Kroger and Visa are once again on the outs. The retailer recently announced that Smith’s Food and Drug stores—a collection of 142 supermarkets and 108 gas stations across seven states—will be the second of Kroger’s subsidiary brands to ban the use of Visa credit cards (excluding prepaid and debit cards) as of April 3.
“Visa has been misusing its position and charging retailers excessive fees for a long time,” said Mike Schlotman, Kroger’s Executive Vice President and CFO, in a press release. “They conceal from customers what Visa and its banks charge retailers to accept Visa credit cards. At Smith’s, Visa’s credit card fees are higher than any other credit card brand that we accept. Visa’s excessive fees and unfairness cannot continue to go unchecked.”
The company’s first ban on credit cards was enacted at its California Foods Co. Supermarket’s 21 stores and five fuel locations, as we reported last year on our sister site AndNowUKnow. This brings the total number of stores with the Visa credit card ban to over 160 stores and over 110 gas stations.
The press release noted that while no other Kroger banners are presently affected by this announcement, Kroger continues to explore options to reduce the cost of accepting credit cards in order to keep prices low for customers.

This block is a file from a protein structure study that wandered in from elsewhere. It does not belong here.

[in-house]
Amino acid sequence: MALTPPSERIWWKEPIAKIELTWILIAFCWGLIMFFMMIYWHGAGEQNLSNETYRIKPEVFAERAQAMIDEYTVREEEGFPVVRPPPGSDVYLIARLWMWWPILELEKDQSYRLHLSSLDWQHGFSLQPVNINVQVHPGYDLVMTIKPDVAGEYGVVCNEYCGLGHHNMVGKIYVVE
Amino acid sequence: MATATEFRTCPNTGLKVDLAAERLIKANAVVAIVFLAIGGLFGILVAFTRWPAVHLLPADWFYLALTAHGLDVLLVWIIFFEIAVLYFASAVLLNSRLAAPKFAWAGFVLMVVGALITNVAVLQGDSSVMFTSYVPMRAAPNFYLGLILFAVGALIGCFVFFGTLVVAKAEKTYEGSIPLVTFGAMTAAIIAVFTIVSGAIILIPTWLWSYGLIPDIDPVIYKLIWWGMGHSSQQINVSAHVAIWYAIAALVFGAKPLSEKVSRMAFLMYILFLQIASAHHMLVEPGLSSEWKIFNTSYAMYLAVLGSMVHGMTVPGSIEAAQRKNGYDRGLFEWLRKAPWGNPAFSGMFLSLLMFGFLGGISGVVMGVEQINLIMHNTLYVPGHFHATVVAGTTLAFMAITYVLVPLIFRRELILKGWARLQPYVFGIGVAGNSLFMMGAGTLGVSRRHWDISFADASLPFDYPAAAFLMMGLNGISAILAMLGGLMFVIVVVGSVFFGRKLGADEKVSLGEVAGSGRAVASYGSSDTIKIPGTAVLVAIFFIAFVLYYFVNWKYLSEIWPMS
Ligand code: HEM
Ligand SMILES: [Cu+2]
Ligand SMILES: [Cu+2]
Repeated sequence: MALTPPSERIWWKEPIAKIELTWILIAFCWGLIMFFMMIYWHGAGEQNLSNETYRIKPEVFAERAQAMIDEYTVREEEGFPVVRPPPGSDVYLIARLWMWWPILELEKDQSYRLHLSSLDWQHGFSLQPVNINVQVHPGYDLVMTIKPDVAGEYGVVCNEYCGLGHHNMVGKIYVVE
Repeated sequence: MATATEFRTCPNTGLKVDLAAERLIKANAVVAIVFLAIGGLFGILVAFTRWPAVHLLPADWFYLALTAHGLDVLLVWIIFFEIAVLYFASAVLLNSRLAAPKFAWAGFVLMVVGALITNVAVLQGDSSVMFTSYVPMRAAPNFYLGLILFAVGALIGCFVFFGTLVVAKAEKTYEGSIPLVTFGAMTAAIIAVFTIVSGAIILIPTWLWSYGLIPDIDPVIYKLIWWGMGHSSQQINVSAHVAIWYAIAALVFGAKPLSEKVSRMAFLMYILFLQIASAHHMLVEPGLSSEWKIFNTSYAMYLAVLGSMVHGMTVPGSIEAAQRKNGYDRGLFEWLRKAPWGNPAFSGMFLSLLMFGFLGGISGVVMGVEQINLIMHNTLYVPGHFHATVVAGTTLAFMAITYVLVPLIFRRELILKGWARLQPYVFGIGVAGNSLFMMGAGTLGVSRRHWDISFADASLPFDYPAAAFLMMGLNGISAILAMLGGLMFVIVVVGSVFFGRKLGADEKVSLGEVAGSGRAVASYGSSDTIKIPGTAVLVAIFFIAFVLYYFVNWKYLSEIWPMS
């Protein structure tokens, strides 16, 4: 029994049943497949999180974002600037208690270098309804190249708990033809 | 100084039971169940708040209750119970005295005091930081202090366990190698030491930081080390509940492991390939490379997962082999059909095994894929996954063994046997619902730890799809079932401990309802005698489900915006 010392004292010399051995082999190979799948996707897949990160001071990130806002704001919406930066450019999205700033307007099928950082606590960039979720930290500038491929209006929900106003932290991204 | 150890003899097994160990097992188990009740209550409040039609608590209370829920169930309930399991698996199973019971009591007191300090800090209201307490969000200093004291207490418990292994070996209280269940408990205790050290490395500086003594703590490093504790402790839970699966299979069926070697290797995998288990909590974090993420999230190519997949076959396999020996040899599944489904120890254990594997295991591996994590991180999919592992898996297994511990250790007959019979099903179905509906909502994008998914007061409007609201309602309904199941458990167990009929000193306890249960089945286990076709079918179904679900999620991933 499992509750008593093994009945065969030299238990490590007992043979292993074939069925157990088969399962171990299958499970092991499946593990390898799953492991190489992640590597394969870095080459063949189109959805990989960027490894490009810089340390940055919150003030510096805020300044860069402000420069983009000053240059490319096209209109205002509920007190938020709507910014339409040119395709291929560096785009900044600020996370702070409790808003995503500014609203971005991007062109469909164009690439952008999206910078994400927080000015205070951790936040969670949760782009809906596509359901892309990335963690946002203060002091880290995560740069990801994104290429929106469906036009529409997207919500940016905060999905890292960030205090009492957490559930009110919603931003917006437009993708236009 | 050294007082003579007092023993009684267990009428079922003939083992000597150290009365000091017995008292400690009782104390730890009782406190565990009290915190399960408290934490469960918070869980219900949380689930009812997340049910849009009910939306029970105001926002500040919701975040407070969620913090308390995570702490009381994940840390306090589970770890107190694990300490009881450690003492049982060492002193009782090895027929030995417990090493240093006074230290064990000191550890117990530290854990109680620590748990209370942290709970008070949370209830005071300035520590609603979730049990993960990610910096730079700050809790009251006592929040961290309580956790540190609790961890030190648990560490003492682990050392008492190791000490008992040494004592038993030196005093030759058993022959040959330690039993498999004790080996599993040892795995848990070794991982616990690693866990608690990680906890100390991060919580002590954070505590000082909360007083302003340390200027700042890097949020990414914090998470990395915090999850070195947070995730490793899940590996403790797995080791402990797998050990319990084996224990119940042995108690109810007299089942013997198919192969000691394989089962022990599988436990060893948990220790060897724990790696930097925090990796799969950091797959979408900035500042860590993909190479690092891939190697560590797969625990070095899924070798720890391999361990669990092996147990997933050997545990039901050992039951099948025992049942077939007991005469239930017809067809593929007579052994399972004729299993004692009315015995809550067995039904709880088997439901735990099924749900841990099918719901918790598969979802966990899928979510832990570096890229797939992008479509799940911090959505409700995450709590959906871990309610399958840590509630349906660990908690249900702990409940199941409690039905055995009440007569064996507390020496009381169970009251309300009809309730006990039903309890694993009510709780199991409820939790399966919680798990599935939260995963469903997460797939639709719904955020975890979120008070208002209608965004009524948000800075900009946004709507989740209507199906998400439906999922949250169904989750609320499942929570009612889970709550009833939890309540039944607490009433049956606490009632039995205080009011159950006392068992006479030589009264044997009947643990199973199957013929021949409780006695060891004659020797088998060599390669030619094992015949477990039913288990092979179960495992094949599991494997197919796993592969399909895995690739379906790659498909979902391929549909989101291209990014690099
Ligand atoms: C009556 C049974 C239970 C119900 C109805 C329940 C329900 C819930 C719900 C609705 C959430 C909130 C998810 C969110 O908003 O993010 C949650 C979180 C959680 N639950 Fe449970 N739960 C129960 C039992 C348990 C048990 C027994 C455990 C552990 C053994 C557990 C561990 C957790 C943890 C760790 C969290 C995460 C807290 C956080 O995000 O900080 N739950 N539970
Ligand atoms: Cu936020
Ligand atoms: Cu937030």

“Grocery is a competitive business and our ability to keep prices low for our customers depends on controlling costs,” said Kenny Kimball, President of Smith’s. “To help our customers through this transition, we have great offers inside our Smith’s stores today, including double reward points toward fuel purchases and other promotions to save on groceries."
"This is clearly Kroger flexing its muscles, trying to send Visa a message about credit card swipe fees. Retailers and card networks have been fighting over this for a long time, and this is an escalation in this battle,” stated Matt Schulz, Chief Industry Analyst at CompareCards. "Credit card fees definitely hit merchants’ bottom lines in a very real way. The problem for Kroger is that consumers don't care about what happens behind the scenes. They just want to be able to use their favorite credit card whenever and wherever they choose. That means that Kroger is risking alienating some customers by making this move.”
In a statement to Fortune, a Visa spokesperson expressed the company's disappointment in the decision, claiming that it will continue to look for a compromise.
“The Visa network delivers significant value for merchants including access to more customers; increased sales, security, and fraud protection; a quick and convenient checkout experience; and ongoing innovation and implementation of the latest technologies,” the spokesperson said. “Kroger enjoys all of these benefits, and there is a cost for these services, like any other. We have put forward a number of solutions to allow our cardholders to continue using their preferred Visa credit cards at Foods Co. and Smith’s without Kroger-imposed restrictions, and we continue to work toward a resolution."
Will Kroger continue on the path to a Visa ban in all its stores? Deli Market News will deliver all the updates.